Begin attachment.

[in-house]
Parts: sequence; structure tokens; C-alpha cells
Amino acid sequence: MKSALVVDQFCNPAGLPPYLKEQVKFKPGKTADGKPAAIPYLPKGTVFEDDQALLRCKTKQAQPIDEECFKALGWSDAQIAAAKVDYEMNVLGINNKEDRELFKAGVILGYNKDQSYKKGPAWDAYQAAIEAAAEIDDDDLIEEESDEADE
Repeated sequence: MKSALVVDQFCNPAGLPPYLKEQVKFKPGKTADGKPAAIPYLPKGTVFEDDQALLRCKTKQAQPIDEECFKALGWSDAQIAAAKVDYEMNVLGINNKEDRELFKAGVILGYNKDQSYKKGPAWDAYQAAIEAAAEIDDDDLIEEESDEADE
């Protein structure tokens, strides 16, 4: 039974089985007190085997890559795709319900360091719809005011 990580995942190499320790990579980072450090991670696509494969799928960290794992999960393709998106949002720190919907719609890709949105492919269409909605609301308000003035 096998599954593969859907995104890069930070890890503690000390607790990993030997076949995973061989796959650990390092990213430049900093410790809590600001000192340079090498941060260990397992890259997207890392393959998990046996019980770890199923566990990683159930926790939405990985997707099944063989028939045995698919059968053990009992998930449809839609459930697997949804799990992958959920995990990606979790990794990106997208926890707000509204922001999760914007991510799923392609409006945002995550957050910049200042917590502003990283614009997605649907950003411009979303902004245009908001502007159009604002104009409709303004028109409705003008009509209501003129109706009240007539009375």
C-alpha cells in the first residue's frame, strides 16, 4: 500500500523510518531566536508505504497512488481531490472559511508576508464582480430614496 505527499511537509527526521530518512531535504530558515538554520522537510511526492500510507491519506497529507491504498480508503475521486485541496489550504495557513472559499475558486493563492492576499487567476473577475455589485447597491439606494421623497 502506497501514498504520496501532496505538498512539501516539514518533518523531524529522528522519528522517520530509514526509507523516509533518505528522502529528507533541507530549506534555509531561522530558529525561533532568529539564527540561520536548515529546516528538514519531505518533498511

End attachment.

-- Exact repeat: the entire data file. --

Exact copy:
[in-house]
Parts: sequence; structure tokens; C-alpha cells
Amino acid sequence: MKSALVVDQFCNPAGLPPYLKEQVKFKPGKTADGKPAAIPYLPKGTVFEDDQALLRCKTKQAQPIDEECFKALGWSDAQIAAAKVDYEMNVLGINNKEDRELFKAGVILGYNKDQSYKKGPAWDAYQAAIEAAAEIDDDDLIEEESDEADE
Repeated sequence: MKSALVVDQFCNPAGLPPYLKEQVKFKPGKTADGKPAAIPYLPKGTVFEDDQALLRCKTKQAQPIDEECFKALGWSDAQIAAAKVDYEMNVLGINNKEDRELFKAGVILGYNKDQSYKKGPAWDAYQAAIEAAAEIDDDDLIEEESDEADE
């Protein structure tokens, strides 16, 4: 039974089985007190085997890559795709319900360091719809005011 990580995942190499320790990579980072450090991670696509494969799928960290794992999960393709998106949002720190919907719609890709949105492919269409909605609301308000003035 096998599954593969859907995104890069930070890890503690000390607790990993030997076949995973061989796959650990390092990213430049900093410790809590600001000192340079090498941060260990397992890259997207890392393959998990046996019980770890199923566990990683159930926790939405990985997707099944063989028939045995698919059968053990009992998930449809839609459930697997949804799990992958959920995990990606979790990794990106997208926890707000509204922001999760914007991510799923392609409006945002995550957050910049200042917590502003990283614009997605649907950003411009979303902004245009908001502007159009604002104009409709303004028109409705003008009509209501003129109706009240007539009375």
C-alpha cells in the first residue's frame, strides 16, 4: 500500500523510518531566536508505504497512488481531490472559511508576508464582480430614496 505527499511537509527526521530518512531535504530558515538554520522537510511526492500510507491519506497529507491504498480508503475521486485541496489550504495557513472559499475558486493563492492576499487567476473577475455589485447597491439606494421623497 502506497501514498504520496501532496505538498512539501516539514518533518523531524529522528522519528522517520530509514526509507523516509533518505528522502529528507533541507530549506534555509531561522530558529525561533532568529539564527540561520536548515529546516528538514519531505518533498511